|Legal Opinion Summary|
|Topic:||Incidental Authority/Excess Capacity: May an association engage in promotional activities for itself and another business by incorporating a hyperlink to the other business on its website and by permitting the other business to lease out its office space from time to time?|
In order to make available expanded services to its borrowers and to attract new borrowers, an association has entered into an alliance with a business that sells financial planning and insurance products and services. The association, which plans to provide a hyperlink on its website to connect its visitors to the other business, will earn a small fee for each referral. The association will also permit the other business to conduct sales seminars on association premises from time to time and will provide the administrative support necessary for these seminars. The other business will compensate the association for the use of its office space and staff.
We concluded that the proposed alliance and activities in which the association proposes to engage are permissible under the Farm Credit Act of 1971, as amended. The association has express authority to enter into contracts, exercise all the usual incidents of real and personal property, and make loans. See Act, §§ 2.2(3), (5), (13), 12 U.S.C. 2073(3), (5), (13). The association also has incidental authority to engage in other activities that are necessary or expedient to carrying on its business. See Act, § 2.2(20), 12 U.S.C. 2073(20). Engaging in promotional activities to attract new borrowers and making additional services available to existing borrowers are necessary or expedient to the association’s business.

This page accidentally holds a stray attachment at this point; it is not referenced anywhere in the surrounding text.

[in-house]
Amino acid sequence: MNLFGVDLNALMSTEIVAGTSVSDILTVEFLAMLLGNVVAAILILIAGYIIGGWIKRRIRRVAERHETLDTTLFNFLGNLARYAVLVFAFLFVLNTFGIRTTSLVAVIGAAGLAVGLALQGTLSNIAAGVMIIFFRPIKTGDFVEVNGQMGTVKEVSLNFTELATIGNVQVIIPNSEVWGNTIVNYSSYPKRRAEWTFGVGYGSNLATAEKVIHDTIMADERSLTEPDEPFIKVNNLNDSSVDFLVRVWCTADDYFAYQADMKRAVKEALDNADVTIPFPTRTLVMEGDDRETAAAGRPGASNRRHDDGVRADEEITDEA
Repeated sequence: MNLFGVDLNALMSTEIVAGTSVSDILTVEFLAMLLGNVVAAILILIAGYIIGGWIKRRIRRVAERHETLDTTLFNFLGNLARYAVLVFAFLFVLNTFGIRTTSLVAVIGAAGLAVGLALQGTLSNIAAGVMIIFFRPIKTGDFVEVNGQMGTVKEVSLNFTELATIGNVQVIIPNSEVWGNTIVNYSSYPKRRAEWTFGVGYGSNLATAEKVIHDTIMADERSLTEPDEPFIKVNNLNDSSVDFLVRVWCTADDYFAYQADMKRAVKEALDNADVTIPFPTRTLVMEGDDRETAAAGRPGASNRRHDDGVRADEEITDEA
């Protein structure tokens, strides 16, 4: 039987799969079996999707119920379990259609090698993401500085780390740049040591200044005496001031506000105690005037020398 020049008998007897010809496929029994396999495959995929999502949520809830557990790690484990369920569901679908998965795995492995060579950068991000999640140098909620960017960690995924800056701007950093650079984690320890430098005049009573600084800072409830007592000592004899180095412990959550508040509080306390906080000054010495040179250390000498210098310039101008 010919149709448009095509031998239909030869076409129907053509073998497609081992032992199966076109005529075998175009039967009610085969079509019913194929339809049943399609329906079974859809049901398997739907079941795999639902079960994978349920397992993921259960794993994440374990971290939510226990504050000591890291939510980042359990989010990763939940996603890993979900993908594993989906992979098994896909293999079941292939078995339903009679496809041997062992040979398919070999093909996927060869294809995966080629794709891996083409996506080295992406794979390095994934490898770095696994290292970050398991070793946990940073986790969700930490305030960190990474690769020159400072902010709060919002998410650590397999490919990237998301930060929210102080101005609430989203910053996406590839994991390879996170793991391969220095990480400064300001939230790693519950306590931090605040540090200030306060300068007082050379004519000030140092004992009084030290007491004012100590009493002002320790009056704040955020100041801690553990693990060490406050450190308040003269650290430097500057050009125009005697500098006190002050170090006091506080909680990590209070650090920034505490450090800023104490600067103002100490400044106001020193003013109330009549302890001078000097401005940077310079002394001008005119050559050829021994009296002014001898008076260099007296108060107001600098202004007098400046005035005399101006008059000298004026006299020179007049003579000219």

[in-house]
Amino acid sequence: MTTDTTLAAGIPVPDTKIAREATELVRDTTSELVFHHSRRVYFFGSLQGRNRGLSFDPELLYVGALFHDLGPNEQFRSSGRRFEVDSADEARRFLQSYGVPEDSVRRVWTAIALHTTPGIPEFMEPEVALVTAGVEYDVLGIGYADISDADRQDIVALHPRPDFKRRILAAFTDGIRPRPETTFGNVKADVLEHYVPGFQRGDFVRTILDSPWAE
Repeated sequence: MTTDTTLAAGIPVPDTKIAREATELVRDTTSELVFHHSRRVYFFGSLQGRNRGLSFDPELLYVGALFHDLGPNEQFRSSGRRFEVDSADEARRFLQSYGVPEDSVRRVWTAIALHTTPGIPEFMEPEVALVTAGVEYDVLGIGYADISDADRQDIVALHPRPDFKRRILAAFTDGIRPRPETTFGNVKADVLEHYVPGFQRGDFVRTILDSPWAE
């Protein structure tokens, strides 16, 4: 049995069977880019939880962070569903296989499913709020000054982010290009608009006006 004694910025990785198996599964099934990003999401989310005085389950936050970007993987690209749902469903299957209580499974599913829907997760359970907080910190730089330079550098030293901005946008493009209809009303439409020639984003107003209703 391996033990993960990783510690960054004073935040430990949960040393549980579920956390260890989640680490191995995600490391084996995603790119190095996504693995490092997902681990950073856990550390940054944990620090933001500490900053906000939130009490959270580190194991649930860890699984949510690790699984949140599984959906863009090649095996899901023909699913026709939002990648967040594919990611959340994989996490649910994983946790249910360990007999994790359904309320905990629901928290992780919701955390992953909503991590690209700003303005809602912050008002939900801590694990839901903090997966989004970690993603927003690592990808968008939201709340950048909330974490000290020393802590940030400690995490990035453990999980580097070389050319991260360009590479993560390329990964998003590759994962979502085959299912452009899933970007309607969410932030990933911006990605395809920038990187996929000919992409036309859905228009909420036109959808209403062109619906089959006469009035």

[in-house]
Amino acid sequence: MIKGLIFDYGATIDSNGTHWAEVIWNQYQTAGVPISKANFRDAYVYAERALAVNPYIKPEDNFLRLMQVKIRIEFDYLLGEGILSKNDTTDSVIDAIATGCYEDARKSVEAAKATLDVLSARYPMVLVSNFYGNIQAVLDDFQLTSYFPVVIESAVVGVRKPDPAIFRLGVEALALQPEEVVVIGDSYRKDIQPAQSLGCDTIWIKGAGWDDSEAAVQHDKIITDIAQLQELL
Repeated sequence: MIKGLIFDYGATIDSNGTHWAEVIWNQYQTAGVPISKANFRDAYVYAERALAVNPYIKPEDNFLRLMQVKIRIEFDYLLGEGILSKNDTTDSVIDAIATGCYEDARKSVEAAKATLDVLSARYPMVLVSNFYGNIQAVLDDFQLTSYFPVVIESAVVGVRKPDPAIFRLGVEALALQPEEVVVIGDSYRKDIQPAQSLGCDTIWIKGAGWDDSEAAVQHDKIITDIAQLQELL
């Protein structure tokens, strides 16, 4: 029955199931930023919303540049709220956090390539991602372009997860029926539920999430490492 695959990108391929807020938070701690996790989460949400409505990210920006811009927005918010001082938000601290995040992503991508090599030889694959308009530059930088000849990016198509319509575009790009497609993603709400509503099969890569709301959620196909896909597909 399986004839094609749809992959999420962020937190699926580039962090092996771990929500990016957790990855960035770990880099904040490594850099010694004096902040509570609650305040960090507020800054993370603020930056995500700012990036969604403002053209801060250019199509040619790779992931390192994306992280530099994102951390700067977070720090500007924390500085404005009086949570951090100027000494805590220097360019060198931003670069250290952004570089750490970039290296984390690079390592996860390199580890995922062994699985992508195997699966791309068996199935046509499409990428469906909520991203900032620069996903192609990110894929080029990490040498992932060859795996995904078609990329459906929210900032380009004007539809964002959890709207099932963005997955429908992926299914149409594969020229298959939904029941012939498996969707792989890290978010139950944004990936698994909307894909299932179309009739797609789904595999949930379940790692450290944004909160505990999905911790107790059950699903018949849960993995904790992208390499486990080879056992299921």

The modest income that the association will derive from these activities will help it recoup its website maintenance costs and the costs of paying its clerical staff. As we have frequently opined, an association may make full use of its excess capacity in real estate, equipment, or staff to avoid waste or economic loss so long as it has acquired and maintains the excess capacity “in good faith,” – i.e., in the good faith expectation that these resources are required for the conduct of business and cannot feasibly be reduced. The minimal website space, office space, and staff support that the association will provide in connection with this business alliance can fairly be characterized as excess capacity acquired and maintained in good faith. Thus, we concluded that the proposed activities are within the association’s authority to pursue.